Finance director Douglas E. Life, 54, 2315 Belmont Road, Parkersburg, was charged with aggravated DUI following a single-vehicle accident about 5:42 p.m. Sunday near West Virginia 95 and Interstate 77, said Sgt. Greg Collins with the Parkersburg Police Department.
An accident investigation determined that Life was driving east on W.Va. 95 when he lost control of his 2006 Chevy truck, ran off the roadway and struck multiple street signs and a concrete structure which supports I-77. The truck sustained considerable damage in the accident, Collins said.
Life was given three field sobriety tests at the scene, allegedly failing all of them, Collins said. He was taken into custody and transported to the Wood County Holding Center where he allegedly tested 0.165 on the Intoximeter, more than twice the legal limit.
Life was transported by an officer to Camden Clark Medical Center for precautionary medical evaluation, which is often required following traffic accidents, prior to incarceration, Collins said.
The West Virginia Department of Highways inspected the concrete structure and advised there was no damage.
When contacted Sunday evening, Parkersburg Mayor Bob Newell said he will be making a decision in the next couple of days regarding Life’s status as finance director.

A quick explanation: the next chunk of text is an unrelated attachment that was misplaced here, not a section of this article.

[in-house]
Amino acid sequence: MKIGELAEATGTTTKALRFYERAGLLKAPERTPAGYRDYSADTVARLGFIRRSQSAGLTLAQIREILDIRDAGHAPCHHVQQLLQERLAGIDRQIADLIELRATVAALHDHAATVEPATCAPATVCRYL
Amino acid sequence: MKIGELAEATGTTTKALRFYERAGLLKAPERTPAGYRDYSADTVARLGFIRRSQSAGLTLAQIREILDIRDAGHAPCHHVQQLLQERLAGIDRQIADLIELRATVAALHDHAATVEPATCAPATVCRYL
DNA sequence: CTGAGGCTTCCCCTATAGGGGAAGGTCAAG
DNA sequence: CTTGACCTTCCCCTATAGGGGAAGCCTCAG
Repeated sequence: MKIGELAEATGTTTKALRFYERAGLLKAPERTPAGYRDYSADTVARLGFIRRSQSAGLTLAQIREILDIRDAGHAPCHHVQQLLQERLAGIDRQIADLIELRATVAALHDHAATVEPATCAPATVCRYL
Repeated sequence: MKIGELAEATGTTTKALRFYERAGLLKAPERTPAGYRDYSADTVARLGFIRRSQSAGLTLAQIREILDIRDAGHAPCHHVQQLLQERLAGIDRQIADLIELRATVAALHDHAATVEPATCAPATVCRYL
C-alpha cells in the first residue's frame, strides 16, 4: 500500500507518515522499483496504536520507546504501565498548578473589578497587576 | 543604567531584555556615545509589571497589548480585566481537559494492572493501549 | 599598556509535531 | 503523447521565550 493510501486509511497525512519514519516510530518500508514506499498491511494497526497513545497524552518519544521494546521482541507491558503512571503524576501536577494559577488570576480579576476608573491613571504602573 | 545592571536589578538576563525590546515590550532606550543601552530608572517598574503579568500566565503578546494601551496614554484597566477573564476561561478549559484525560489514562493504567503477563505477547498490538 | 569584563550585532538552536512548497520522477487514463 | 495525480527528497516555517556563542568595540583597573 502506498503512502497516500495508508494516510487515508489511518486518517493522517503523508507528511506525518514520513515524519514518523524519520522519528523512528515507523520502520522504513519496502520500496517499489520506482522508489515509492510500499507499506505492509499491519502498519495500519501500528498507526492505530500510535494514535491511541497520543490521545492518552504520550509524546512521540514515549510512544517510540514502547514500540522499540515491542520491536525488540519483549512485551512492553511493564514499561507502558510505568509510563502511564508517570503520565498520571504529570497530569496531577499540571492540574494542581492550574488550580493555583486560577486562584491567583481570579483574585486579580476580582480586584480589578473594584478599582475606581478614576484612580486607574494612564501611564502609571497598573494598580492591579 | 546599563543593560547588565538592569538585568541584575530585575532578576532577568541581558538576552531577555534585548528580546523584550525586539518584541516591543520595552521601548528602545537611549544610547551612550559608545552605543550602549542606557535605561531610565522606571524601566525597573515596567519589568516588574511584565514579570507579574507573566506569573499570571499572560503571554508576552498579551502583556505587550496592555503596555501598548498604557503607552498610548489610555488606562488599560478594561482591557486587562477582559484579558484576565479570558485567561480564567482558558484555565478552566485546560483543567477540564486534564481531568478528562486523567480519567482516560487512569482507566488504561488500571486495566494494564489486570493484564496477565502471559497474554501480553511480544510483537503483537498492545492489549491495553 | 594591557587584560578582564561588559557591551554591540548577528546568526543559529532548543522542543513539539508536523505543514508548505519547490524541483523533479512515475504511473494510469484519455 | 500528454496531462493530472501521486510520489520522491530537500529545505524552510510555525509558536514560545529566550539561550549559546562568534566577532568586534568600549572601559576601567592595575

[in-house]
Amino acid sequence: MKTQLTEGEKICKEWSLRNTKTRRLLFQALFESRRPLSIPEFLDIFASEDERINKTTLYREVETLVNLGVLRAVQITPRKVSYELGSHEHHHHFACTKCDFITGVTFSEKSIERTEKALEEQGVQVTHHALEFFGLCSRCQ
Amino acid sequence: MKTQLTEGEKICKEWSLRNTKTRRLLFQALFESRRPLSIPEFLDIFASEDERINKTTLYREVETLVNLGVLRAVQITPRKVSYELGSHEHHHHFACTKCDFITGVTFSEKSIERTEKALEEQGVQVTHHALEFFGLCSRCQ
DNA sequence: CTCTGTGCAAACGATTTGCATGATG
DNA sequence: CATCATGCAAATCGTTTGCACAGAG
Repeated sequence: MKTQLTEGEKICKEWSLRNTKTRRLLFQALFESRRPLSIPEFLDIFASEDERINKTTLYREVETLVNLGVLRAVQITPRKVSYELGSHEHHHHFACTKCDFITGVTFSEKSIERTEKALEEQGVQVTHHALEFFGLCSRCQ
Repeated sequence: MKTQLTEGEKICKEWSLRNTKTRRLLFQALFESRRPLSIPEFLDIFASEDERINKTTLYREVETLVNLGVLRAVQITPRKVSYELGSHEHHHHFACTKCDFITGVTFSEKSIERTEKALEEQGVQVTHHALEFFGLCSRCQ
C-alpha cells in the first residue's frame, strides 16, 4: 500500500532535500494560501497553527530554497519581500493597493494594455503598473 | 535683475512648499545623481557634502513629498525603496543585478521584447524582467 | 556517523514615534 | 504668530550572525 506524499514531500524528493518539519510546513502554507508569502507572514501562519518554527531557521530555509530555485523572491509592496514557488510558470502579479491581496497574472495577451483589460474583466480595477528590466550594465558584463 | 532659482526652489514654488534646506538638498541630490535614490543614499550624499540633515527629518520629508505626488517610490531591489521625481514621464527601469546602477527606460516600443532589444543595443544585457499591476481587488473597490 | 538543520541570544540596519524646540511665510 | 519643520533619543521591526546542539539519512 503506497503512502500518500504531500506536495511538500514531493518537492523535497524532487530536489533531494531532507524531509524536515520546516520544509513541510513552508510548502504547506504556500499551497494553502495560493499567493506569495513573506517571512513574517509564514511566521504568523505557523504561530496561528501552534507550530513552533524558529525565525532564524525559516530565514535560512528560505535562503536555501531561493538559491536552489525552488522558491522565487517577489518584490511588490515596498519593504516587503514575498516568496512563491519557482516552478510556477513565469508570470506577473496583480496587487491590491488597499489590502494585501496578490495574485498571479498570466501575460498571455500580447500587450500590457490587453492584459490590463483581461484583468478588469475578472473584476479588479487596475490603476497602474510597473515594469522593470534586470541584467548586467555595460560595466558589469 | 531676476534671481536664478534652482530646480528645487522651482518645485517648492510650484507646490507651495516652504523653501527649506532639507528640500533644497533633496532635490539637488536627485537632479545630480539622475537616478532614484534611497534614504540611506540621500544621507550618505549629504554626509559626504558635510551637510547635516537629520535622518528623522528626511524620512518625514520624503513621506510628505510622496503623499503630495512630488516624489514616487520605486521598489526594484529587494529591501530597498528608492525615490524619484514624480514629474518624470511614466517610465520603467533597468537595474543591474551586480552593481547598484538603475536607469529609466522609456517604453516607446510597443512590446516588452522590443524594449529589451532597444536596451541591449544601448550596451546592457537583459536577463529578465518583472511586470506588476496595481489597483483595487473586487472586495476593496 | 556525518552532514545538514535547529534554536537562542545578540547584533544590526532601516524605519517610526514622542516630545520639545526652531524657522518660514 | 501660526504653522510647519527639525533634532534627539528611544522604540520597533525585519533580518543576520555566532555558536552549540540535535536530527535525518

During the overall enforcement effort, the Alaska State Troopers issued the following citations and charges:
- 70 DUI arrests, including seven felony DUIs
- 52 drivers charged with driving with a suspended or revoked license
- 16 additional drivers contacted who were reported as REDDI reports and ultimately determined not to be DUI
- Of the 416 crashes investigated by troopers, 50 people were injured and an additional three succumbed to their injuries
- Of the 671 citations issued, 98 were issued for speeding and 21 were issued for seatbelt or other occupant restraint violations
These focused enforcements are designed to boost public awareness regarding the dangers and potential consequences of impaired driving. The Alaska State Troopers, as well as local law enforcement agencies, believe that high visibility enforcement will deter motorists from getting behind the wheel while impaired. It is the mission of the Alaska Bureau of Highway Patrol to bring the number of fatal and major injury collisions down to zero. These focused enforcement efforts are one of the ways AST is combating the issue.
The arrests were reported from Dec. 16, 2011 to Jan. 1, 2012, and were part of the “Avoid the 13” enhanced enforcement campaign. All city police departments, the sheriff’s office and California Highway Patrol participated in the annual campaign, which consists of DUI checkpoints and “saturation patrols” to put extra officers on the streets on the nights such as New Years Eve that typically bring out more motorists – and more potentially impaired motorists – than usual.
The agencies are able to assign more officers on such high-traffic nights with grant funds from the National Highway Traffic Safety Administration, Cardoza said.